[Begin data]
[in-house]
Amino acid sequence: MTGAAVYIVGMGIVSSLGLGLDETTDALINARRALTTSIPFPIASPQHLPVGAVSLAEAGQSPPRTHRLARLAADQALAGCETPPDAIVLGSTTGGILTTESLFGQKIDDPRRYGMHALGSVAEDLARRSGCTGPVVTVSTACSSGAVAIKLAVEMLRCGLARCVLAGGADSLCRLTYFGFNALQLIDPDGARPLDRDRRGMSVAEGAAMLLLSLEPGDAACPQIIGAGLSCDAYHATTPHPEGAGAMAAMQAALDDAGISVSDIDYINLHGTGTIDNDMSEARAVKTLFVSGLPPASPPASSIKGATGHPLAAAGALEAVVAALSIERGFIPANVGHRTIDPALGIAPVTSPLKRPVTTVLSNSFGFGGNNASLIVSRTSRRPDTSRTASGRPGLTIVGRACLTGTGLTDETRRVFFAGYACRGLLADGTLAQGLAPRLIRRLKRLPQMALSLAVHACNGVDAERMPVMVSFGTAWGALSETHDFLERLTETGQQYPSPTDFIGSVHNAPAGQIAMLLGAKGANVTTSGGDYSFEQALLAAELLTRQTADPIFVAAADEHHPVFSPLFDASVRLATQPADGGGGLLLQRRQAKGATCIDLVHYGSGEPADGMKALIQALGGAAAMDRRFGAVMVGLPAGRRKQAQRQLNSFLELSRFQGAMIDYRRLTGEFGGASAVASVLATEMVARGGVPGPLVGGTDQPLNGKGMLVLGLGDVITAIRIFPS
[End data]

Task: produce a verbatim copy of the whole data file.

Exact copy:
[in-house]
Amino acid sequence: MTGAAVYIVGMGIVSSLGLGLDETTDALINARRALTTSIPFPIASPQHLPVGAVSLAEAGQSPPRTHRLARLAADQALAGCETPPDAIVLGSTTGGILTTESLFGQKIDDPRRYGMHALGSVAEDLARRSGCTGPVVTVSTACSSGAVAIKLAVEMLRCGLARCVLAGGADSLCRLTYFGFNALQLIDPDGARPLDRDRRGMSVAEGAAMLLLSLEPGDAACPQIIGAGLSCDAYHATTPHPEGAGAMAAMQAALDDAGISVSDIDYINLHGTGTIDNDMSEARAVKTLFVSGLPPASPPASSIKGATGHPLAAAGALEAVVAALSIERGFIPANVGHRTIDPALGIAPVTSPLKRPVTTVLSNSFGFGGNNASLIVSRTSRRPDTSRTASGRPGLTIVGRACLTGTGLTDETRRVFFAGYACRGLLADGTLAQGLAPRLIRRLKRLPQMALSLAVHACNGVDAERMPVMVSFGTAWGALSETHDFLERLTETGQQYPSPTDFIGSVHNAPAGQIAMLLGAKGANVTTSGGDYSFEQALLAAELLTRQTADPIFVAAADEHHPVFSPLFDASVRLATQPADGGGGLLLQRRQAKGATCIDLVHYGSGEPADGMKALIQALGGAAAMDRRFGAVMVGLPAGRRKQAQRQLNSFLELSRFQGAMIDYRRLTGEFGGASAVASVLATEMVARGGVPGPLVGGTDQPLNGKGMLVLGLGDVITAIRIFPS